Friday, December 26, 2008

Don't Throw Away Those Precious Bones!

We received a gigantic roast turkey last December 24 -- juicy, tender roast turkey. Our community at De La Costa House took the opportunity to have an early community Christmas dinner. I roasted some potatoes, mixed my favorite Santa Sangria, and tossed some green salad (combination of arugula and romaine lettuce topped with kesong puti and grapes). Only six people ate lunch and so only half of the turkey was consumed. I carved the rest of the turkey for future use (for our sandwich, turkey waldorf salad, etc.)and decided to keep the bones for a hearty and tasty Turkey Noodle Soup. Yes. Don't throw away those precious bones! Here's how i got the most out of the turkey bones.

Preparing the Stock
1. Put the leftover bones into a large stock pot and cover with water by an inch. You may want to break up the bones a little to save space.
2. Add two bulbs of onions (quartered), half a teaspon of peppercorns, one or two stalks of celery and leeks, and some chopped carrots.
3. Bring to a boil. Reduce heat to bring the stock just below a simmer.
4. Add salt and pepper to taste (you may do this gradually, putting only a little amount and adding some more as you cook the noodle soup later).
5. Cook for three to four hours. (To remove oil from your stock, I suggest you let it cool (room temperature) and place it in your ref for at about 30 minutes. The oil will solidify which will make it easier to remove.)
6. Strain the stock and set aside.

Preparing the Noodle Soup
1. Saute half a cup of chopped onions in two tablespoon olive oil until they become caramelized.
2. Add chopped carrots, potatoes, celery (or parsley), a dash of dried thyme leaves.
3. Add a handful of broken spaghetti noodles. you may also use fusilli or macaroni.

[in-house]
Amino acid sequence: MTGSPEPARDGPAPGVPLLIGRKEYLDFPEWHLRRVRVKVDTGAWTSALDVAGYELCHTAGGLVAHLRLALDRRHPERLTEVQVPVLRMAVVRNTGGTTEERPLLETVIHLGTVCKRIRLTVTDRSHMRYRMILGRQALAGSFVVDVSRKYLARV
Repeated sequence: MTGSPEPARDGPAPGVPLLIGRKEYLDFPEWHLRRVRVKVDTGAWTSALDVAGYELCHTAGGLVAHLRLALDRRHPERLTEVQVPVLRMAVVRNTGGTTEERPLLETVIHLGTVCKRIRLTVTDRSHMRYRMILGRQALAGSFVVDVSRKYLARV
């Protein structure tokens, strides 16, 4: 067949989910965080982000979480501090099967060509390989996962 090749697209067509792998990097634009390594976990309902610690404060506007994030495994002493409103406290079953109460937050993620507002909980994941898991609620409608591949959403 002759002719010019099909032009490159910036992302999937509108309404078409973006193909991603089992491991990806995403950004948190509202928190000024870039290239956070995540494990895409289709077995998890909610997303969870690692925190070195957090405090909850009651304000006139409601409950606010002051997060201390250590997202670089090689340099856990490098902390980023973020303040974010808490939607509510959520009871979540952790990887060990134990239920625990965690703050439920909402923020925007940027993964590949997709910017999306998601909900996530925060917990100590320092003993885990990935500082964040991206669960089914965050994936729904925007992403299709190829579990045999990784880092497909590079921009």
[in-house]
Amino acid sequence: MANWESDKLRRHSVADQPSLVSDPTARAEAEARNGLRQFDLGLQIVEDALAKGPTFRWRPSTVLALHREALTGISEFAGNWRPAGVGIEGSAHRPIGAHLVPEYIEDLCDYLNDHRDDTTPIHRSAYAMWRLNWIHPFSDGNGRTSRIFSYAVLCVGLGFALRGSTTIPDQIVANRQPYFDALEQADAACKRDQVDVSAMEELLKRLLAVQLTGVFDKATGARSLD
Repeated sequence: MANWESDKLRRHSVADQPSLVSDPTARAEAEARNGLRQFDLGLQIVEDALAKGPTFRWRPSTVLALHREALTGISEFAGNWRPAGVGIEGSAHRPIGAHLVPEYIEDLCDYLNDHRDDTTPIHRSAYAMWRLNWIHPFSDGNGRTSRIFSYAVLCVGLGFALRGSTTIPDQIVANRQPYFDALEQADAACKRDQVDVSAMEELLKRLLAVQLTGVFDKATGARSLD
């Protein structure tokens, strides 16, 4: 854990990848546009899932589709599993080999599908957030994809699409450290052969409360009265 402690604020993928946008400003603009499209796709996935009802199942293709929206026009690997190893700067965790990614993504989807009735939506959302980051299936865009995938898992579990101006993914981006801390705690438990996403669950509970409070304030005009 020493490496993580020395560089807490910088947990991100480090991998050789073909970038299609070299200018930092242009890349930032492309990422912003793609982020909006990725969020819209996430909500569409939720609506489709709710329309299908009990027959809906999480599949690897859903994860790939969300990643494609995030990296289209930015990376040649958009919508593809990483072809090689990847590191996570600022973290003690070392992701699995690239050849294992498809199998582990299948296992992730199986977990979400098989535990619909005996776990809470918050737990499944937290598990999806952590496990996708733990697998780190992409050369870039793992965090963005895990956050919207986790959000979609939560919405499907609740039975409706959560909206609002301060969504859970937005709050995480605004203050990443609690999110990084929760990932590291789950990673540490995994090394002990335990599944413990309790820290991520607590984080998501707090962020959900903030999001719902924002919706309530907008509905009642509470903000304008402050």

3. Simmer until the vegetables and pasta are cooked through.

Serving Suggestion
* Pour in noodle soup in a soup bowl. Serve with slices of leftover turkey meat on top.
* In honor of my Chinese lineage, I would also recommend using hongkong style noodles (egg noodles) for the soup. But of course, we would need an entirely new recipe to give the soup a Chinese taste. I reserved some extra turkey bones to experiment on next time!!!


Michelle said...

This recipe brought back so many memories of my childhood - my parents always made turkey soup from the bones. Three days afterwards, there was never a sign that we'd had the bird, even the soup would be gone!

I'm looking forward to browsing the recipes here when I get back from the Exercises - thanks to all of you for your prayers!

Jhaw, sj said...

Thanks too, Michelle!

Passionate Eater said...

Hello J Haw, SJ, thank you for your kind comments and wonderful recipe for turkey soup! I'm sorry I didn't have an opportunity to reply earlier, I am visiting my beau's family on the Eastern U.S., so I didn't have time to check the blog that often. And I would love to have YOUR address so I can send you some U.S. treats! Merry Christmas and Happy New Year!